Participants were able to develop a thorough understanding of theoretical concepts, methods and practical application while directly applying the material in case studies of their choice. Topics covered include transdisciplinarity and transdisciplinary approaches, positionality and diverse perspectives, stakeholder mapping and engagement, impact planning, equitable research collaboration and participation, conflict management and work in conflict environments, effective science communication and evaluation of transdisciplinary projects.

The ScubaVerse

From November 30 to December 7, Eric Hansel, founder of the Scubaverse, attended COP 28 in the UAE as both a Board Member for Earth Child Institute, Inc. and the CEO of the Scubaverse. 


On December 6, the Scubaverse took center stage during a side event in the blue zone, emphasizing youth leadership, climate action, and technological and green finance. Eric’s segment begins at 32 minutes and 30 seconds into the video, accessible at this link. During this session, Eric discussed Scubaverse new mobile game, “Scubaverse Revival Island”, which aims to link gameplay to real-world actions through Web3 technology and NFTs.

On December 7, Eric participated in a panel at an investor-focused event. During this event, he had the opportunity to connect with the President and Minister of Foreign Affairs for Palau, who expressed initial interest in collaborating with the Scubaverse to preserve heritage and engage people with the country's biodiversity through gaming.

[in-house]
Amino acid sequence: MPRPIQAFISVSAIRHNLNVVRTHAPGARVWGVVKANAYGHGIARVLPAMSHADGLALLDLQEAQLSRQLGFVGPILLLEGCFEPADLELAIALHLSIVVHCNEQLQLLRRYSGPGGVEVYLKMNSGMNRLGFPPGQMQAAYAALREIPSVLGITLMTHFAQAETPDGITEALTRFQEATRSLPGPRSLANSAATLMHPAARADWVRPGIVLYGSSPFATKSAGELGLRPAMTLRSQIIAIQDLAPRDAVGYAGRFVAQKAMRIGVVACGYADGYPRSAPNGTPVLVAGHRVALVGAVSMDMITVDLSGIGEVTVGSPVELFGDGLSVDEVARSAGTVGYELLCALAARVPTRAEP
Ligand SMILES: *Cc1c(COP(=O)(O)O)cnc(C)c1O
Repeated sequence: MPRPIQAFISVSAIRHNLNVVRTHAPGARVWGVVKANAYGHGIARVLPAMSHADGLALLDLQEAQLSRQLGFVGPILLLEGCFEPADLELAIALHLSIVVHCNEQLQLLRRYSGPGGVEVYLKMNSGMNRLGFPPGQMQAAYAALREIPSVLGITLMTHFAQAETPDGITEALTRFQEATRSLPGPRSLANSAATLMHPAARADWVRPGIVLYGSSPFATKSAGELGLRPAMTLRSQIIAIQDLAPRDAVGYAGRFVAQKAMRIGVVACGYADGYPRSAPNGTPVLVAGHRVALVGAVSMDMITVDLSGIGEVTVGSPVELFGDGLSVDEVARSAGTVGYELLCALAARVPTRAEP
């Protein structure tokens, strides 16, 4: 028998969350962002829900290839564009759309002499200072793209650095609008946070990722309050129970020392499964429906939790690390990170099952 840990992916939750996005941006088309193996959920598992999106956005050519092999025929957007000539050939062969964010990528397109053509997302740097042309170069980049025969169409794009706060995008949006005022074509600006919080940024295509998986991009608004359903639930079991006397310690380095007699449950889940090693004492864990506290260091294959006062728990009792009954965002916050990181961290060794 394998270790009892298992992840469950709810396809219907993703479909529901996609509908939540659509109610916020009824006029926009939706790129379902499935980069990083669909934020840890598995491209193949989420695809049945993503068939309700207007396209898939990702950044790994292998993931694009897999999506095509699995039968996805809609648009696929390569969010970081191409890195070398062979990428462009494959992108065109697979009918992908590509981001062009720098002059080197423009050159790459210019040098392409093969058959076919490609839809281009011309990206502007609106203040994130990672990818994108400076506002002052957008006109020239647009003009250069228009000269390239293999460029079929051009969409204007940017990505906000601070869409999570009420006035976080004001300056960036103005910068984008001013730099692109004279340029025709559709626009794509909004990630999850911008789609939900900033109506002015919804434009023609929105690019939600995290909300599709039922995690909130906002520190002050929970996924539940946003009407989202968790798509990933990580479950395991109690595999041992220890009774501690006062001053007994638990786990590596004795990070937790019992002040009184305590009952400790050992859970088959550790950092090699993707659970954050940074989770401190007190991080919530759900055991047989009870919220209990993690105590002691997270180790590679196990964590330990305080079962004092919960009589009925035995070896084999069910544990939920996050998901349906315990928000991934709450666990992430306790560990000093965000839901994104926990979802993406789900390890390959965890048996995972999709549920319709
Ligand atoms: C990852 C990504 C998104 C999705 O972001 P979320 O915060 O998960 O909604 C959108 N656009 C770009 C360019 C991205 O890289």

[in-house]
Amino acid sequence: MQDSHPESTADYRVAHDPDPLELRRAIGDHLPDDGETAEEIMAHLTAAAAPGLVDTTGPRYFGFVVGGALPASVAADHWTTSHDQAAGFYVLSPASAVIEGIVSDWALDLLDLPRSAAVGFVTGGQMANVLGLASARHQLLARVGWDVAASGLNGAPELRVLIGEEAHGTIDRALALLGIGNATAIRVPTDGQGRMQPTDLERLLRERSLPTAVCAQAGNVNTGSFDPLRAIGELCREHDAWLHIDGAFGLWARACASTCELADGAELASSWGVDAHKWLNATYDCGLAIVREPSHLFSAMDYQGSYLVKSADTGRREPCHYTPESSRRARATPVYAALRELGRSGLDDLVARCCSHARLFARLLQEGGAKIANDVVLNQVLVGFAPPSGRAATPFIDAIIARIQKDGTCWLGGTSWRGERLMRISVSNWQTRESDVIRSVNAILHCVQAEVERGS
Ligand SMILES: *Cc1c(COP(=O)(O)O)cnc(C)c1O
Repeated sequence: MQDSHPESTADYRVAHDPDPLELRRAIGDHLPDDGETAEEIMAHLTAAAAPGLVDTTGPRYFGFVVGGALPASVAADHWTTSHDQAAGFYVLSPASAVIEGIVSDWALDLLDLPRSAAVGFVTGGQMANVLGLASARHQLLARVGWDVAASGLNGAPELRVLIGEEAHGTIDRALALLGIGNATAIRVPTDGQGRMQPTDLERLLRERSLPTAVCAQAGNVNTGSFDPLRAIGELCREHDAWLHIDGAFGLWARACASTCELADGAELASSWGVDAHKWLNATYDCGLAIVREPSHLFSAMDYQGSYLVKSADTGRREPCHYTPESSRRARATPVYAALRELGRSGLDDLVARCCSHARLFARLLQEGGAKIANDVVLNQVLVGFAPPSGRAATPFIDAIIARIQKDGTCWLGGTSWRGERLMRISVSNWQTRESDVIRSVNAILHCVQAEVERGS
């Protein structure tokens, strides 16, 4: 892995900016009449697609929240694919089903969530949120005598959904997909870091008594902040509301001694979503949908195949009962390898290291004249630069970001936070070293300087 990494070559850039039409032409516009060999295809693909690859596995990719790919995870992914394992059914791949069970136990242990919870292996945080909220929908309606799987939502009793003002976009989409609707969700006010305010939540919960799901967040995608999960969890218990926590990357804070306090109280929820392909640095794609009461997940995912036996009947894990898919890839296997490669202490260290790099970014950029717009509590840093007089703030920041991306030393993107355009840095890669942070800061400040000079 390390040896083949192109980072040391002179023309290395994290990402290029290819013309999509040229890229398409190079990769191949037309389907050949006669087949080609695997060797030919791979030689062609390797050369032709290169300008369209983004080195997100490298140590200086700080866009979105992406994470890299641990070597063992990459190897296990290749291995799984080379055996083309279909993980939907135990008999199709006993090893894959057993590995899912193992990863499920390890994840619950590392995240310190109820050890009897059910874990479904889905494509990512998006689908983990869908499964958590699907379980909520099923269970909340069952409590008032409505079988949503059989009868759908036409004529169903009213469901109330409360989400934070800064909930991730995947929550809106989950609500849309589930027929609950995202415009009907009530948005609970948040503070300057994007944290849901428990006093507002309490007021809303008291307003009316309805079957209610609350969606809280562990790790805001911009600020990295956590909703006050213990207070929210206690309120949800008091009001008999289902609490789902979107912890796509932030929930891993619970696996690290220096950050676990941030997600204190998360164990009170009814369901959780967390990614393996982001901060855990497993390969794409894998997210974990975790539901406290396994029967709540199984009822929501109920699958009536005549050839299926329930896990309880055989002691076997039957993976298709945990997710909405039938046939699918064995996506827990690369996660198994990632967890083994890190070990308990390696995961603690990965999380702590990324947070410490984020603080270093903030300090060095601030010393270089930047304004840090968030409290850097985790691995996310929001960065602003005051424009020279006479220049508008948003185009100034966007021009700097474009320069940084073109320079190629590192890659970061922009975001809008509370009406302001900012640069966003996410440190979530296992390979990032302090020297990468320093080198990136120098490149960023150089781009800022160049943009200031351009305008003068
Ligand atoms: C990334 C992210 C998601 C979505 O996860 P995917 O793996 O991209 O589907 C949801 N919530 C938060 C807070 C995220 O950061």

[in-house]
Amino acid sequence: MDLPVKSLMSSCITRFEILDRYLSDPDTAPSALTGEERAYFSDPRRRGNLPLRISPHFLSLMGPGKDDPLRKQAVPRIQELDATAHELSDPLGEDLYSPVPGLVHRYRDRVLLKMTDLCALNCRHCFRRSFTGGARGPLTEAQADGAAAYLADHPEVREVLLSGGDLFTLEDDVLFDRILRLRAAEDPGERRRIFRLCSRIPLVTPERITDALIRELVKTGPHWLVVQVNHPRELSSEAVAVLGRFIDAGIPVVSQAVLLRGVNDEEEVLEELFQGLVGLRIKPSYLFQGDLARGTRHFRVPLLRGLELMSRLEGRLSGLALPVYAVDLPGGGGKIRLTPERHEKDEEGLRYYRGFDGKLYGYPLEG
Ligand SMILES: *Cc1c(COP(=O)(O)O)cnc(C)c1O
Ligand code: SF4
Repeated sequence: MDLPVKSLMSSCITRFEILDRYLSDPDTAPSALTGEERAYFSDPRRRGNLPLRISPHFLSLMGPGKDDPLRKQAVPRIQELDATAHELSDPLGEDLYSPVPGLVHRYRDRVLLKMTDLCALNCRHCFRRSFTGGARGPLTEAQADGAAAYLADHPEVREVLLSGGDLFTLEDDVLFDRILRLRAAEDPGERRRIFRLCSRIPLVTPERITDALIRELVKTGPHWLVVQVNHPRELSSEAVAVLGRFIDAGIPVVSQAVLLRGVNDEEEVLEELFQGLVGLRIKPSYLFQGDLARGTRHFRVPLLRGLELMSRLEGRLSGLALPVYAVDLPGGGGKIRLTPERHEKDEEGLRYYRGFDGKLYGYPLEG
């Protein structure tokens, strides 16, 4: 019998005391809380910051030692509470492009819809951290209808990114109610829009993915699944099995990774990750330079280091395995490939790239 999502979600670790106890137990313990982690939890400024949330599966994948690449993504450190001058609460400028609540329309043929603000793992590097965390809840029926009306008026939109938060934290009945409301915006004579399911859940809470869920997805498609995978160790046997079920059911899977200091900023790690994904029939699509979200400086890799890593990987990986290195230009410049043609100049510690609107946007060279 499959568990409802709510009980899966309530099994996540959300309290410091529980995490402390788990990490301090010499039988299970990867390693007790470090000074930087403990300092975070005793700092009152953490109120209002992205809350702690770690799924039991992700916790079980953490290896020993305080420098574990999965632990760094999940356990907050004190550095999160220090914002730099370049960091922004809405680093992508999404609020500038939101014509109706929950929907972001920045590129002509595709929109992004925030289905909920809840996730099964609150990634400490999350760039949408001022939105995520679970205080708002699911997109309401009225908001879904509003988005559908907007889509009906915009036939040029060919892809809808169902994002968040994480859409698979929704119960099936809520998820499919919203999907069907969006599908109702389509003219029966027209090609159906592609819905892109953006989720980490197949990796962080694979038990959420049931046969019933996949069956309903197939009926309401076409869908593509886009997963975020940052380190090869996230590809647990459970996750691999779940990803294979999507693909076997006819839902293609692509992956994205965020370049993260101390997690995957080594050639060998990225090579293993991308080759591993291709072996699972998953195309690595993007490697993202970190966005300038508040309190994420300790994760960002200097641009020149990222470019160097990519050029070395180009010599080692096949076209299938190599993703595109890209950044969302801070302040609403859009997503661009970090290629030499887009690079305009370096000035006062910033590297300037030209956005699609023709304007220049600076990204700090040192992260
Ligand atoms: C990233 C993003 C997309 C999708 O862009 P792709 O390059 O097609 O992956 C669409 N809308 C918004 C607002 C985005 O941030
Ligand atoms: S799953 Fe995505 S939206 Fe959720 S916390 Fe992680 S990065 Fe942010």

New FEC Publications

○ Alarcón Borges, R. Y., Pérez Montero, O., Tejera, R. G., Silveira, M. T. D., Montoya, J. C., Hernández Mestre, D., ... & Milanes, C. B. (2023). Legal Risk in the Management of Forest Cover in a River Basin San Juan, Cuba. Land, 12(4), 842.

○  Alice Newton, Michele Mistri, Angel Pérez-Ruzafa and Sofia Reizopoulou. (2023). Editorial: Ecosystem services, biodiversity, and water quality in transitional ecosystems, Front. Ecol. Evol., Volume 11.

○  Baumann, L., Riechers, M., Celliers, L., & Ferse, S. C. (2023). Anticipating and transforming futures: a literature review on transdisciplinary coastal research in the Global South. Ecosystems and People19(1), 2288957.

○  Bezerra, Moisés & Goyanna, Felipe & Lacerda, Luiz. (2023). Risk assessment of human Hg exposure through consumption of fishery products in Ceará state, northeastern Brazil. Marine Pollution Bulletin. 189. 114713. 10.1016/j.marpolbul.2023.114713.

○  Botero, C. M., Palacios, M. A., Souza Filho, J. R., & Milanes, C. B. (2023). Beach litter in three South American countries: A baseline for restarting monitoring and cleaning after COVID-19 closure. Marine Pollution Bulletin, 191, 114915.

○  Brempong, E. K., Almar, R., Angnuureng, D. B., Mattah, P. A. D., Jayson-Quashigah, P.-N., Antwi-Agyakwa, K. T., & Charuka, B. (2023). Coastal Flooding Caused by Extreme Coastal Water Level at the World Heritage Historic Keta City (Ghana, West Africa). Journal of Marine Science and Engineering, 11(6), 1144. MDPI AG.

○ Brendel, Andrea & Ferrelli, Federico & Echeverria, María & Piccolo, Maria & Perillo, Gerardo. (2022). PROCESAMIENTO DE DATOS SATELITALES ÓPTICOS Y DE RADAR PARA LA DETECCIÓN DE CAMBIOS MORFOMÉTRICOS: EL CASO DE LA DESEMBOCADURA DEL RÍO SAUCE GRANDE (ARGENTINA). Caminhos de Geografia. 23. 85-94.